Delmore Schwartz: Diminished Responsibility and Literary Genius

'In Dreams Begin Responsibilities and Other Stories'

By Joshua Lambert

Published March 31, 2010.
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In Dreams Begin Responsibilities and Other Stories
Delmore Schwartz
New Directions, 1978. 202 pages.

Delmore Schwartz was a poet first and foremost, and an important one, but his short stories—a valuable selection of which are collected in In Dreams Begin Responsibilities and Other Stories—aren’t too shabby themselves. Concerned for the most part with sensitive young men at odds with their families, these pieces often hark back to the 1930s, to the Great Depression as it was experienced in New York City, and to the philosophical struggle between left-wing ideologies and the desire to earn a solid living that characterized Jewish communities of that era. That conflict has long been more or less resolved, but in Schwartz’s telling, it retains a kind of freshness and poignant humor: in a representative moment, one of Schwartz’s young intellectuals introduces his mother to a brilliant scholar and tells her, “You have just seen a genius”; without missing a beat, she answers him, “How much money does he make?”

The most famous story here is the title piece, originally printed in Partisan Review in 1937, which also, confusingly enough, provided the title for Schwartz’s first collection of prose and poetry the following year. In it, a young man in a movie theater watches a film of his parents’ courtship, feeling more and more uncomfortable, until at the moment his father proposes marriage, he cries out: “Don’t do it… . Nothing good will come of it, only remorse, hatred, scandal, and two children whose characters are monstrous.” The concern with familial dysfunction and the autobiographical impulse are both typical of Schwartz’s fiction. The other stories range from surreal and absurd fables (“The Track Meet” and “The Commencement Day Address”) to detailed fictionalized accounts of Schwartz’s circles (for example, “The World Is a Wedding”; “New Year’s Eve” is based on a party thrown by the Partisan Review crowd). They are almost always anchored by a sensitive avatar for the author, sometimes called Shenandoah Fish. Among the strongest of the pieces is “America! America!,” which describes a gregarious but troubled immigrant family who find the United States enthralling, if often tragic, and hold tight to their high hopes for it; the mother of this tribe, while spoiling her youngest son, “hoped and expected her grandchildren would be millionaires and grandsons, rabbis, or philosophers like Bergson.”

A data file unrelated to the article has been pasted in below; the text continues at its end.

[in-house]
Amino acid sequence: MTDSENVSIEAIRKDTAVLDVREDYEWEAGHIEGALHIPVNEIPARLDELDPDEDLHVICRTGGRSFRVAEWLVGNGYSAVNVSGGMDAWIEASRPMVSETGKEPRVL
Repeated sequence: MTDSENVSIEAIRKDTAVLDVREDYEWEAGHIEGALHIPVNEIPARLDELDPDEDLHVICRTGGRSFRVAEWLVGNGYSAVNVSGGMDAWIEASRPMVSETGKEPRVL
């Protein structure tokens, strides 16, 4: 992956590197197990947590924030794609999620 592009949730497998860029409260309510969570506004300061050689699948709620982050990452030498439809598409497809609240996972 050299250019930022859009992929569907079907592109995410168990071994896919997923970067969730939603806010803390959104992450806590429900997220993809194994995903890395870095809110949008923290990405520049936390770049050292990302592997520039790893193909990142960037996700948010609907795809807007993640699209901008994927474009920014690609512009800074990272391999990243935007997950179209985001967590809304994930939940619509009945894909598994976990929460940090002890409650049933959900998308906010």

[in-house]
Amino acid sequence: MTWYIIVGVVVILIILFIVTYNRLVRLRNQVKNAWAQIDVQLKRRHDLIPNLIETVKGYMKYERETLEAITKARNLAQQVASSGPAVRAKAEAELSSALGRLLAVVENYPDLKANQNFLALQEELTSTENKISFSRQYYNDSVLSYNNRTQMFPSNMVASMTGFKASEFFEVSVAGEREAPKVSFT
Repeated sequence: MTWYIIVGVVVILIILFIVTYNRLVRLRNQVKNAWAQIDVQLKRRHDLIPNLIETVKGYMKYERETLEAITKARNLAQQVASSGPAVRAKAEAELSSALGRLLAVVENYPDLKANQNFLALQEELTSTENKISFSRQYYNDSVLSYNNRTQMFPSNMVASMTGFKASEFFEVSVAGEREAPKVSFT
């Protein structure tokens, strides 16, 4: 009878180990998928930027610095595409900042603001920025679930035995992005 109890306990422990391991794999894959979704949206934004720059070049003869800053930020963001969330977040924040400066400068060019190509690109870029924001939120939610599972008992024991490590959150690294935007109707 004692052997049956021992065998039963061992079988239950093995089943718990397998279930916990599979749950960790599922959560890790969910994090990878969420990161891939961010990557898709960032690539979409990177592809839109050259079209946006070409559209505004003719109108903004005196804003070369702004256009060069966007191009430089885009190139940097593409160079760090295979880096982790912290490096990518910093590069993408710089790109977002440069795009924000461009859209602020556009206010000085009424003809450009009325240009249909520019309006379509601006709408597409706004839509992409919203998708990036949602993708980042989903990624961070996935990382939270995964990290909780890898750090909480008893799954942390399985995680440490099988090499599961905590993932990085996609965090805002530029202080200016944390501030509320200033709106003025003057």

Schwartz received acclaim—he was praised by luminaries from T. S. Eliot to Vladimir Nabokov, and he was handed a plum assistant professorship at Harvard without having finished a Ph.D.—but he was also haunted, paranoid, and dissatisfied in his personal life, in part, at least, because of the failure of his parents’ marriage during his childhood. His fiction, an irreplaceable body of work, reflects his extraordinary sensitivity, humor, and insight.

Further reading: Selected Poems (1967) provides an introduction to Schwartz’s verse. Readers interested in the poet’s personal life have a tough choice, between James Atlas’s splendid biography (1977) and Saul Bellow’s fictionalized treatment, Humboldt’s Gift (1975). Additionally, two collections of the poet’s letters have been published (1984, 1993), as well as selections from his notebooks and journals (1986

Josh Lambert contributes book reviews and essays to the Forward and other publications, and is the author of “American Jewish Fiction: A JPS Guide” (Jewish Publication Society) from which this essay was taken.

Read Ken Gordon’s Talmudic take on Delmore Schwartz


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